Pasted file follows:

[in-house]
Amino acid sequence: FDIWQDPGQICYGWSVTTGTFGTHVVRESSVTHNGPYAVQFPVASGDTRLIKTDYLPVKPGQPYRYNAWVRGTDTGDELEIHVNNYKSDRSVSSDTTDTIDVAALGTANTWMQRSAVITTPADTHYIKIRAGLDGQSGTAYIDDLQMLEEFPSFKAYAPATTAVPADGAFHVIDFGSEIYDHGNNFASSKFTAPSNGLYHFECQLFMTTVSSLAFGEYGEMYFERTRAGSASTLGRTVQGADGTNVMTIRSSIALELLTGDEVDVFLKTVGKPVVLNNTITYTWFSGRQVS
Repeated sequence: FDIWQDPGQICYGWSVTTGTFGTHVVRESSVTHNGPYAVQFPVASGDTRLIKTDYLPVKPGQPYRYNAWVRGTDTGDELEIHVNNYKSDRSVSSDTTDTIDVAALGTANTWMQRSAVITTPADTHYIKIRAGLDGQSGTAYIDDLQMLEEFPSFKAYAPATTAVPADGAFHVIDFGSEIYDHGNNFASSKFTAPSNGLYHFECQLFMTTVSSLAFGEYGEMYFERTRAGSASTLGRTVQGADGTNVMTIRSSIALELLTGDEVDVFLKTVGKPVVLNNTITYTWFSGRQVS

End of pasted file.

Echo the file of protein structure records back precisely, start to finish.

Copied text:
[in-house]
Amino acid sequence: FDIWQDPGQICYGWSVTTGTFGTHVVRESSVTHNGPYAVQFPVASGDTRLIKTDYLPVKPGQPYRYNAWVRGTDTGDELEIHVNNYKSDRSVSSDTTDTIDVAALGTANTWMQRSAVITTPADTHYIKIRAGLDGQSGTAYIDDLQMLEEFPSFKAYAPATTAVPADGAFHVIDFGSEIYDHGNNFASSKFTAPSNGLYHFECQLFMTTVSSLAFGEYGEMYFERTRAGSASTLGRTVQGADGTNVMTIRSSIALELLTGDEVDVFLKTVGKPVVLNNTITYTWFSGRQVS
Repeated sequence: FDIWQDPGQICYGWSVTTGTFGTHVVRESSVTHNGPYAVQFPVASGDTRLIKTDYLPVKPGQPYRYNAWVRGTDTGDELEIHVNNYKSDRSVSSDTTDTIDVAALGTANTWMQRSAVITTPADTHYIKIRAGLDGQSGTAYIDDLQMLEEFPSFKAYAPATTAVPADGAFHVIDFGSEIYDHGNNFASSKFTAPSNGLYHFECQLFMTTVSSLAFGEYGEMYFERTRAGSASTLGRTVQGADGTNVMTIRSSIALELLTGDEVDVFLKTVGKPVVLNNTITYTWFSGRQVS